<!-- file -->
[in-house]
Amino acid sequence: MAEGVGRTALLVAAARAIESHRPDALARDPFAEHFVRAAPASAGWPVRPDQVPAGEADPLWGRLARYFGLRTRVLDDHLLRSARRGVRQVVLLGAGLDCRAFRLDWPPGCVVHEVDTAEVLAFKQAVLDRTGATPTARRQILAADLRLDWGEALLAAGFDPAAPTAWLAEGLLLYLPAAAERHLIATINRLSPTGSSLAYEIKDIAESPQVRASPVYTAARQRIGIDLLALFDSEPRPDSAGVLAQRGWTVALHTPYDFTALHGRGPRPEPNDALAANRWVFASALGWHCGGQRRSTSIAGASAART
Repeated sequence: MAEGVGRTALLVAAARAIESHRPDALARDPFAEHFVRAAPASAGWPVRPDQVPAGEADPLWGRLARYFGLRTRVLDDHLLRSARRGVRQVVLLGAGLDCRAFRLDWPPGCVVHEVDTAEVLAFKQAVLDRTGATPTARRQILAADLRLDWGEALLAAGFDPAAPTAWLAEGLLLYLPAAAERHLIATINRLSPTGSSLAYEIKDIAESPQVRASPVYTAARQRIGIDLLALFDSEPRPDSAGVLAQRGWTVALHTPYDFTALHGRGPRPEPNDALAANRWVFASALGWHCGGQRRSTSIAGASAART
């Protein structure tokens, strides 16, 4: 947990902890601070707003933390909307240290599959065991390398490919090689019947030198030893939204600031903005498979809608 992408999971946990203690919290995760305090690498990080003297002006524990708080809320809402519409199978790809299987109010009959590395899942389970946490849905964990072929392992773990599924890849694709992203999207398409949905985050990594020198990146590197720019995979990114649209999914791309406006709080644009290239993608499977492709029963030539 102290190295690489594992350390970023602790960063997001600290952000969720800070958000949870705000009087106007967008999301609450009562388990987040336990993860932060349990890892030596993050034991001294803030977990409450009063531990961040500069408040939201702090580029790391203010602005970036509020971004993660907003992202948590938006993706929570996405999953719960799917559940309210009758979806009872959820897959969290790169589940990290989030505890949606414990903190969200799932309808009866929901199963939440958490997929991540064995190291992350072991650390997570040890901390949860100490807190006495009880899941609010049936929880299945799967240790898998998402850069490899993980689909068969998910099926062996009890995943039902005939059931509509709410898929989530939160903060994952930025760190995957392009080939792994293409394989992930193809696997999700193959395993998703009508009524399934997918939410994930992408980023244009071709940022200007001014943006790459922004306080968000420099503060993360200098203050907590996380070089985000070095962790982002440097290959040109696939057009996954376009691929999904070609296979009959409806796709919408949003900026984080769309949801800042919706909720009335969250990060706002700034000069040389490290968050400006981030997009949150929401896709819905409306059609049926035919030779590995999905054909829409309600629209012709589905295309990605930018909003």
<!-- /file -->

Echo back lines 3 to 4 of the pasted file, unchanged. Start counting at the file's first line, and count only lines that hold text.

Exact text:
Repeated sequence: MAEGVGRTALLVAAARAIESHRPDALARDPFAEHFVRAAPASAGWPVRPDQVPAGEADPLWGRLARYFGLRTRVLDDHLLRSARRGVRQVVLLGAGLDCRAFRLDWPPGCVVHEVDTAEVLAFKQAVLDRTGATPTARRQILAADLRLDWGEALLAAGFDPAAPTAWLAEGLLLYLPAAAERHLIATINRLSPTGSSLAYEIKDIAESPQVRASPVYTAARQRIGIDLLALFDSEPRPDSAGVLAQRGWTVALHTPYDFTALHGRGPRPEPNDALAANRWVFASALGWHCGGQRRSTSIAGASAART
């Protein structure tokens, strides 16, 4: 947990902890601070707003933390909307240290599959065991390398490919090689019947030198030893939204600031903005498979809608 992408999971946990203690919290995760305090690498990080003297002006524990708080809320809402519409199978790809299987109010009959590395899942389970946490849905964990072929392992773990599924890849694709992203999207398409949905985050990594020198990146590197720019995979990114649209999914791309406006709080644009290239993608499977492709029963030539 102290190295690489594992350390970023602790960063997001600290952000969720800070958000949870705000009087106007967008999301609450009562388990987040336990993860932060349990890892030596993050034991001294803030977990409450009063531990961040500069408040939201702090580029790391203010602005970036509020971004993660907003992202948590938006993706929570996405999953719960799917559940309210009758979806009872959820897959969290790169589940990290989030505890949606414990903190969200799932309808009866929901199963939440958490997929991540064995190291992350072991650390997570040890901390949860100490807190006495009880899941609010049936929880299945799967240790898998998402850069490899993980689909068969998910099926062996009890995943039902005939059931509509709410898929989530939160903060994952930025760190995957392009080939792994293409394989992930193809696997999700193959395993998703009508009524399934997918939410994930992408980023244009071709940022200007001014943006790459922004306080968000420099503060993360200098203050907590996380070089985000070095962790982002440097290959040109696939057009996954376009691929999904070609296979009959409806796709919408949003900026984080769309949801800042919706909720009335969250990060706002700034000069040389490290968050400006981030997009949150929401896709819905409306059609049926035919030779590995999905054909829409309600629209012709589905295309990605930018909003």